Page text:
Lawrence of Arabia, Thomas Edison, Mary Edison, J.P. Morgan and Grosnevor P. Lowery in "Worlds Apart".
Cleopatra, Babe Ruth, Ed Barrow, Lucky Luciano and Mark Antony in "Cleo and the Babe".
Andrew Jackson, Jean Lafitte, Pierre Lafitte, William Clark and Merriwether Lewis in "Old Hickory and the Pirate".
Marco Polo, Maffeo Polo, Niccolo Polo, Kublai Khan, Albert Einstein and Clara Barton in "The Travels of Marco... and Friends".
Charles Lindbergh, his mother Evangeline Lindbergh, Harold Bixby, James H. "Doc" Kimball and Prince John (later King John) in "An Arrow Point East". It also depicts Robin Hood, Maid Marian, Little John and the Sheriff of Nottingham as historical figures.
George Washington, his mother Mary Bell Washington and Samuel Gompers in "Merry Christmas, Bogg".
Annie Oakley, Buffalo Bill Cody, Queen Victoria, Princess Victoria, Grand Duke Michael and Albert Schweitzer in "Buffalo Bill and Annie Play the Palace".
Joe Louis, Jack Blackburn, Max Schmeling and Jimmy Carter in "All Fall Down". Of all the real life people depicted as characters on the series, Schmeling and Carter were the only ones who were still alive at the time. Schmeling died on February 2, 2005 at the age of 99 while Carter's still alive.
Alexander Graham Bell, Mabel Hubbard, Thomas A. Watson, Gardiner Greene Hubbard and Dwight D. Eisenhower (as a baby) in "Barriers of Sound".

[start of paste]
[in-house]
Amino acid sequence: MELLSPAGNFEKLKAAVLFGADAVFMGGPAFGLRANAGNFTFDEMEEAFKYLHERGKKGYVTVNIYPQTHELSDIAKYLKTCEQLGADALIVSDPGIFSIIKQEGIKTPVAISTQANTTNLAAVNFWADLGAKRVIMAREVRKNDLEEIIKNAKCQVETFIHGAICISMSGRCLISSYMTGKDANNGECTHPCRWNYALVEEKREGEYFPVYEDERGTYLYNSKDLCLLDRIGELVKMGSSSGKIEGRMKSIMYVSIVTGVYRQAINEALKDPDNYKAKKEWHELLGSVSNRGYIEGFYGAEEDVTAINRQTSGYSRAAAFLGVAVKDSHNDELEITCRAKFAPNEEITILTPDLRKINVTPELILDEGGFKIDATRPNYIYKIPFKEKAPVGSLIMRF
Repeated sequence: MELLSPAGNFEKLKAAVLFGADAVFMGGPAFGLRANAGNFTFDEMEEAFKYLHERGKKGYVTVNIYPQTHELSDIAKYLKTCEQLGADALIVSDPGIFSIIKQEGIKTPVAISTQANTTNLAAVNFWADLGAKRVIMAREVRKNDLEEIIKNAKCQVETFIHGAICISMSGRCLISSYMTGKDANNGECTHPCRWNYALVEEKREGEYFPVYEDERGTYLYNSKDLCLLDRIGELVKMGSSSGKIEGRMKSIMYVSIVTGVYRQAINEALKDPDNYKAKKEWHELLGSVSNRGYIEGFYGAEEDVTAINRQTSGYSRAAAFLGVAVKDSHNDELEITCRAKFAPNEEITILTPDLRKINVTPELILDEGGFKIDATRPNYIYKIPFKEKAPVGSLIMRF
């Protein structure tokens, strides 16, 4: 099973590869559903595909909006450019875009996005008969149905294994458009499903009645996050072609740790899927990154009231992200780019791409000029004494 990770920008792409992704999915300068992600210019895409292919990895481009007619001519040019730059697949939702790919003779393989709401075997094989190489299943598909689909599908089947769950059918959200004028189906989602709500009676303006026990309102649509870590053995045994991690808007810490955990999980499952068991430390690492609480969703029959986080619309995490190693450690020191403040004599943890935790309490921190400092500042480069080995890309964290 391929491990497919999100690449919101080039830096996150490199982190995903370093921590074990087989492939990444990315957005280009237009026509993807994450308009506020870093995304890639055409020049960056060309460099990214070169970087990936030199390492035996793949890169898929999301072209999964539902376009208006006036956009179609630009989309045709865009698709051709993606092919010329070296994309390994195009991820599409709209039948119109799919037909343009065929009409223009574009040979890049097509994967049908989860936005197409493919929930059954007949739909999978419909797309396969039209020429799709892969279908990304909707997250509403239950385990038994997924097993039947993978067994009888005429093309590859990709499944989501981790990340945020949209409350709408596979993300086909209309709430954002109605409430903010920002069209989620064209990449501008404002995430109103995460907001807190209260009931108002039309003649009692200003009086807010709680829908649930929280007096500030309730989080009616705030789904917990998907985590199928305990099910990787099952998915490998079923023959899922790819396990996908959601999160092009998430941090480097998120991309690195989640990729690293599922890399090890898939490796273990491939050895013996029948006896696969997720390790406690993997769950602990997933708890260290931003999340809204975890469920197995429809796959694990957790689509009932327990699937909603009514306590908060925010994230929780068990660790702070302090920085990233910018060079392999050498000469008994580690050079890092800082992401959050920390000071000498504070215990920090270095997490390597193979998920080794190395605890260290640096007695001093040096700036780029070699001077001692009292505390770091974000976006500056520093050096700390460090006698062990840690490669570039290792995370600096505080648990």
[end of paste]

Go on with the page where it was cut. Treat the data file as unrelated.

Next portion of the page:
Arthur Conan Doyle and Nellie Bly in "Jack's Back". It also depicts Inspector Lestrade as an historical figure.
Last Name Basis: Jeffrey always refers to Bogg by his surname, never as Phineas.
Misplaced Accent: Given that everyone speaks English, this comes up in most episodes but it's never more glaring than in "Buffalo Bill and Annie Play the Palace" which depicts Queen Victoria, her granddaughter Princess Victoria and Grand Duke Michael of Russia as having American accents. It's all the more irritating as every other British character on the series has some variety of British accent, as does the odd non-Briton for that matter.
In "Jack's Back", Arthur Conan Doyle (who was Scottish) has an English accent.
San Dimas Time: Most episodes start with Jeffrey and Bogg arriving in one time period, jumping to another time period (usually to escape a sticky situation), and then returning to the first time period to fix history. This often results in Bogg wanting to hang around in the second time period (usually because of a woman) while Jeffrey anxiously tries to impress on him the urgency of needing to go back to the first time period "before it's too late", despite how little sense this makes.
Young Future Famous People: In the first episode, Jeffrey and Bogg find the infant Moses in his basket and send it down the Nile where it was discovered by the Pharaoh's daughter. They later meet the 12-year-old Samuel Clemens (a.k.a. Mark Twain) in Hannibal, Missouri in 1847 and the 14-year-old Buffalo Bill Cody (whom they had previously met as an adult at Queen Victoria's Golden Jubilee celebrations in London in 1887) working the Pony Express in 1860. Furthermore, they often meet historical figures before they become famous but who are already adults such as Spartacus, Harriet Tubman and Teddy Roosevelt.